A Panel of UC Faculty and Staff came together this week to discuss the Challenges and Opportunities in the Virtual University.
The panel was moderated by Tyler Stovall, Dean of the Undergraduate Division, and Roseanne Fong, Director of the Office of Undergraduate Advising in the College of Letters & Science. Dean Stovall stressed that the forum intended to discuss the “perils and prospects” of moving courses and University functions online. “The purpose today is simply to explore, not to say it’s a great or terrible thing.”
Philip B. Stark, a professor of Statistics at UC Berkeley, has been incorporating online aspects into his courses for the past fourteen years, and his course Statistics W21 has been completely online since 2007. For him, the internet “enables you to work harder for comparable learning outcomes.”
Distance learning isn’t new – classes have been offered by correspondence for hundreds of years – and as technology has improved, videotaped lectures, remote delivery of documents, and audio/video conferencing have made the classroom experience more accessible to students off campus. One of the greatest advantages of distance learning is geographical flexibility, both for students and faculty.
Stark outlined several other advantages. For instance, material can be presented in many different modes for different learning styles. Machine grading makes innovative assessment methods possible, such as his course’s Mastery-based assessment, which allows a student to submit an assignment five times, with increasing information about how many and which questions they’re getting wrong. The software he uses is also able to generate different problems and their answers for different students. He is also able to see exactly what part of the textbook or other materials students have looked at, and can correlate that to success in the course.
But the advantages are not without costs. For Stark, the human connection isn’t always there – it’s more difficult to walk students through things online even with two-way audio/visual communication. It is not efficient in terms of faculty time. Technology issues sometimes threaten to derail the course. He also lamented that the University doesn’t always reward teaching experiments. His course reviews are lower for this course than his in-person courses, partially because the response rate is dismal.
Christopher Edley, Dean of the School of Law and Senior Policy Advisor to Mark Yudof, the President of the
UC System, has been heavily involved in the University of California Online Education Initiative, which aims to add more online courses to the UC’s offerings. Several years ago, the University conducted a study of students who were turning down UC admission, and discovered that many prospective students – especially black and Latino students – were instead choosing the University of Phoenix, an entirely online university. For whatever reason, what the UC was offering – in-person, on-campus, full-time enrollment – was not a practical option. The UCOE hopes that by delivering lower-division education online to UC and Non-UC students, it can accomplish three main goals, for three different populations:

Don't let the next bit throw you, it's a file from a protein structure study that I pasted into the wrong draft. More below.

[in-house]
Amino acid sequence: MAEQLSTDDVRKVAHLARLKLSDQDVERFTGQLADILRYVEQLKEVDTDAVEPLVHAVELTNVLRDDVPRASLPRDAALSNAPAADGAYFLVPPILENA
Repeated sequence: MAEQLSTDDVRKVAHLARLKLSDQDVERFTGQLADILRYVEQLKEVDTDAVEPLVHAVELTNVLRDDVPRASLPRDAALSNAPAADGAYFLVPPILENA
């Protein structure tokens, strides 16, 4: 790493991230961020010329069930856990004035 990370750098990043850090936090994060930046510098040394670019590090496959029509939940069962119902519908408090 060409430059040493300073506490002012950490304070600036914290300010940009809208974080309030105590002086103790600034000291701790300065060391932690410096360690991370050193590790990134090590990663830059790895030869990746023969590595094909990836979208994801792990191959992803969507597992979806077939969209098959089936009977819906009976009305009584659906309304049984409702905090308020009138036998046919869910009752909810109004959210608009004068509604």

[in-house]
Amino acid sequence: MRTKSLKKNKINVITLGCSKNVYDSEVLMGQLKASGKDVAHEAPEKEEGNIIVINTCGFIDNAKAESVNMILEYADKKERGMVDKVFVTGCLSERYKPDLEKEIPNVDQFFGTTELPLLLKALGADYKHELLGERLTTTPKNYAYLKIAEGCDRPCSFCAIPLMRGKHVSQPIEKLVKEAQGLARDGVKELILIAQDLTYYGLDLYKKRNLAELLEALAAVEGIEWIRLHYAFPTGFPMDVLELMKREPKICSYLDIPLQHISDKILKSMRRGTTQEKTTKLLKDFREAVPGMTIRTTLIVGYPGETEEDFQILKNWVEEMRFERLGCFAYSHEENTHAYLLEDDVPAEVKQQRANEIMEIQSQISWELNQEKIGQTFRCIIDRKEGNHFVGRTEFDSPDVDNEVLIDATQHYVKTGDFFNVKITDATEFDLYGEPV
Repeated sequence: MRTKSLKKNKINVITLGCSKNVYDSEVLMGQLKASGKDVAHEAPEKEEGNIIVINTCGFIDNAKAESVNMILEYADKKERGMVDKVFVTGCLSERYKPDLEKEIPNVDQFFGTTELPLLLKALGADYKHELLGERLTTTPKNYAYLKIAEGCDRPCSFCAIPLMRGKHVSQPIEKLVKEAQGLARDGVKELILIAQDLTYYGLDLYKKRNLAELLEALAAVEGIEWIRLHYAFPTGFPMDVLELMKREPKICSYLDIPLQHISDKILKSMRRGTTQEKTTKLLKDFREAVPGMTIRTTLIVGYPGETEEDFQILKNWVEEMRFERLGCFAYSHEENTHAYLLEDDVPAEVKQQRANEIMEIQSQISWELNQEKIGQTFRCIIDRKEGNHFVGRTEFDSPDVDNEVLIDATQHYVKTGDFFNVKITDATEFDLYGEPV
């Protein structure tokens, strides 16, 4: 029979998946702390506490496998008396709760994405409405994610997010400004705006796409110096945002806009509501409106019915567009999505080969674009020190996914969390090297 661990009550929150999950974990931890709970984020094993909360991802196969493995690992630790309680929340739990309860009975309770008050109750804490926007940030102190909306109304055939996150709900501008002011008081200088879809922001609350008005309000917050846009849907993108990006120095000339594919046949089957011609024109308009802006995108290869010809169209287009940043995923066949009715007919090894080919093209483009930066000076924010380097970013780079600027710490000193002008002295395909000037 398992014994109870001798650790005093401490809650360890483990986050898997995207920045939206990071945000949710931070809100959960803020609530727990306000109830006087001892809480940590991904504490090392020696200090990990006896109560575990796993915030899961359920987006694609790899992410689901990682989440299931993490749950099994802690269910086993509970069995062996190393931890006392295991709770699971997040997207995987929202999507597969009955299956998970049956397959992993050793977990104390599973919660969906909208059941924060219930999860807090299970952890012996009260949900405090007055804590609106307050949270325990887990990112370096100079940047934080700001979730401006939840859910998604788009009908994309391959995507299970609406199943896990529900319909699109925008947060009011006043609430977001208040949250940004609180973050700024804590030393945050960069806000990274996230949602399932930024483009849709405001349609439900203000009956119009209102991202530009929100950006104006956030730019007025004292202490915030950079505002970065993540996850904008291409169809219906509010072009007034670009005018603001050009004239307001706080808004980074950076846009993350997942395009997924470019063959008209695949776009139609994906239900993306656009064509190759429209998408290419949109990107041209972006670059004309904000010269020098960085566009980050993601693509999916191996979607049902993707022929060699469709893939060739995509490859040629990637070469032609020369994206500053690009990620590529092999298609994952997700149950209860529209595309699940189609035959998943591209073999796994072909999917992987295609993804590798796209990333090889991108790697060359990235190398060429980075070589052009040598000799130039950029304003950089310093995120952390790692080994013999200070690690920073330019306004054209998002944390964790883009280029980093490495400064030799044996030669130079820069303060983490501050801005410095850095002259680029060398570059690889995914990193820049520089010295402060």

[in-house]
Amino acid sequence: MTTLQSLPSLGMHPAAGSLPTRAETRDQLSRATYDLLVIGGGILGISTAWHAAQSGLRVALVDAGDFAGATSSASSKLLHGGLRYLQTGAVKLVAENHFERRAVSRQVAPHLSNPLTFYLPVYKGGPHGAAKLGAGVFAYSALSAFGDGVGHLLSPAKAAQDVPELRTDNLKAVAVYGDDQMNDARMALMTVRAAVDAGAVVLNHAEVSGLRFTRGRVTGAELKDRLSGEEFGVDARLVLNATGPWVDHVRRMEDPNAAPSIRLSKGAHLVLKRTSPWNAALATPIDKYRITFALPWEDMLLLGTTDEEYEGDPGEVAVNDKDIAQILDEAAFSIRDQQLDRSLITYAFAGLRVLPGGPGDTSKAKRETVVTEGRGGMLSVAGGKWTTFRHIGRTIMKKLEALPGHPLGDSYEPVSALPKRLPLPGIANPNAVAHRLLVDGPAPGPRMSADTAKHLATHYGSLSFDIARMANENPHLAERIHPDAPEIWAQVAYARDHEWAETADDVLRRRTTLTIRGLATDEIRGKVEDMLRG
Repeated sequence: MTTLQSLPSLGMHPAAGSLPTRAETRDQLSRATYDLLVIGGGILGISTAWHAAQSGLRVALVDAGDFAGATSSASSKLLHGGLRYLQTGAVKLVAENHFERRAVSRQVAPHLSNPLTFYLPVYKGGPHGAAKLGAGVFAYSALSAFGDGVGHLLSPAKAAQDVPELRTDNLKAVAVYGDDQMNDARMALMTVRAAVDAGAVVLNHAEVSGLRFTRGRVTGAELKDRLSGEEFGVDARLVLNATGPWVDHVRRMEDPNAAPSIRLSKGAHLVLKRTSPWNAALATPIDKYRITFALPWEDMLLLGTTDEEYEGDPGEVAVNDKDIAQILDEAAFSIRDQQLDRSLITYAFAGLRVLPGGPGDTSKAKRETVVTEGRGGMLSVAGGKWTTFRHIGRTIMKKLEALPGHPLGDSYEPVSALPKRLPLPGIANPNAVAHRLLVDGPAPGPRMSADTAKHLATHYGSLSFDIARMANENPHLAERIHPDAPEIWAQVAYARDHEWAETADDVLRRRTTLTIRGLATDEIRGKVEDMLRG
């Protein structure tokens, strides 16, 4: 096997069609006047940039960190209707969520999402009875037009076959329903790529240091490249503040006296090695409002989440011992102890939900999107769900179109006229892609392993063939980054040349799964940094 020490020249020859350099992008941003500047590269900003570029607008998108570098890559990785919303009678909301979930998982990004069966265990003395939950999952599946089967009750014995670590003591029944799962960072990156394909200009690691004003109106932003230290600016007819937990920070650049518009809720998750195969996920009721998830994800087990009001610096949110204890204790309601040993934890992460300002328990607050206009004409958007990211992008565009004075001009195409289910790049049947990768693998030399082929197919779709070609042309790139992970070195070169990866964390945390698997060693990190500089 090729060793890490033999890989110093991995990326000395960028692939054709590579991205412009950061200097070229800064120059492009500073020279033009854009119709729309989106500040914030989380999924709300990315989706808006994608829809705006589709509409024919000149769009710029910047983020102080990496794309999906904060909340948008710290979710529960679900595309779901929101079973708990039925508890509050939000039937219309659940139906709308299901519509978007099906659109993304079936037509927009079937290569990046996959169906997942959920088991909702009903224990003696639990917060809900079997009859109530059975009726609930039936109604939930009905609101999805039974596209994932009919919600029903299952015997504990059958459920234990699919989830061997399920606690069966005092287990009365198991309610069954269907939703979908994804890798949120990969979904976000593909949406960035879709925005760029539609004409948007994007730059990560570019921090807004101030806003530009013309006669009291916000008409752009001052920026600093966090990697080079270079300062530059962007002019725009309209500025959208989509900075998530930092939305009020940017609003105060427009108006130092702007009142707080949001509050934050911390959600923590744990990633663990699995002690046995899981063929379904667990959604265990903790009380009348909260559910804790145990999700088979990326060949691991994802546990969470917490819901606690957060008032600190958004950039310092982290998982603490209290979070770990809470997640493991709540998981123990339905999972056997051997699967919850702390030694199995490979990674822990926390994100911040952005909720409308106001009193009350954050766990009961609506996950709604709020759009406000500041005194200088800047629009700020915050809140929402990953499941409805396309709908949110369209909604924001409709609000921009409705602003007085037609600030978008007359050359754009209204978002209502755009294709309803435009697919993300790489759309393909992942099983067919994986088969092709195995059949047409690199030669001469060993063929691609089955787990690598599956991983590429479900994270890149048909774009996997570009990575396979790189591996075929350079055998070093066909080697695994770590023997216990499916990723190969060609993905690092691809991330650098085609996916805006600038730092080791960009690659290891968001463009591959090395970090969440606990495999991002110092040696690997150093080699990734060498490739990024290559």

For UC Students, to improve time to degree;
For UC Faculty, to increase revenue into departments and build capacity for on-line delivery and innovation;
For Non-UC Students, to broaden access to high-quality education designed by world-class faculty.
Edley believes that the UC system is uniquely well suited to meet the third goal in particular. While many Universities are offering more and more on-line options, what the UCOE hopes to offer is high quality, lower-division, credit-granting courses to anyone who wishes to take them. While for schools like Princeton, he says, the strategy for being elite is to be exclusive, “Our strategy for being elite is to be excellent.”
Virtual communication is good for more than just course delivery. Katie Dustin, formerly of the Office of Undergraduate Advising in the College of Letters & Science, discussed ways that office is using technology
to better serve students and to maximize staff effectiveness.
As the University has begun accepting more out-of-state and international students, more and more of these students have been unable to attend CalSO, the summer orientation program, and so have been unable to meet with advisors over the summer. The advising office responded in Summer 2011 with a pilot program enabling non-California students to use Skype for 30-minute one-on-one appointments with advising staff, and attend many-to-one presentations by advising staff using UStream, which allows the students to pose questions via text chat, while the adviser answers on video.
The pilot was a huge success, and out of the students from twenty states and eleven countries who participated, 100% reported satisfaction in a survey. In Fall 2011 the program was expanded to allow Skype appointments for any student living outside a residence hall. Although technology issues (for example, it was unavailable to students in China) have resulted in the postponement of the UStream sessions for now, the advising staff is researching replacements. In the meantime the advising office is beginning to archive videos of its workshops on its website, so students can watch them if they are unable to attend in-person, and is piloting new technologies, such as live chat on Facebook.
Overall, the panel expressed that technological and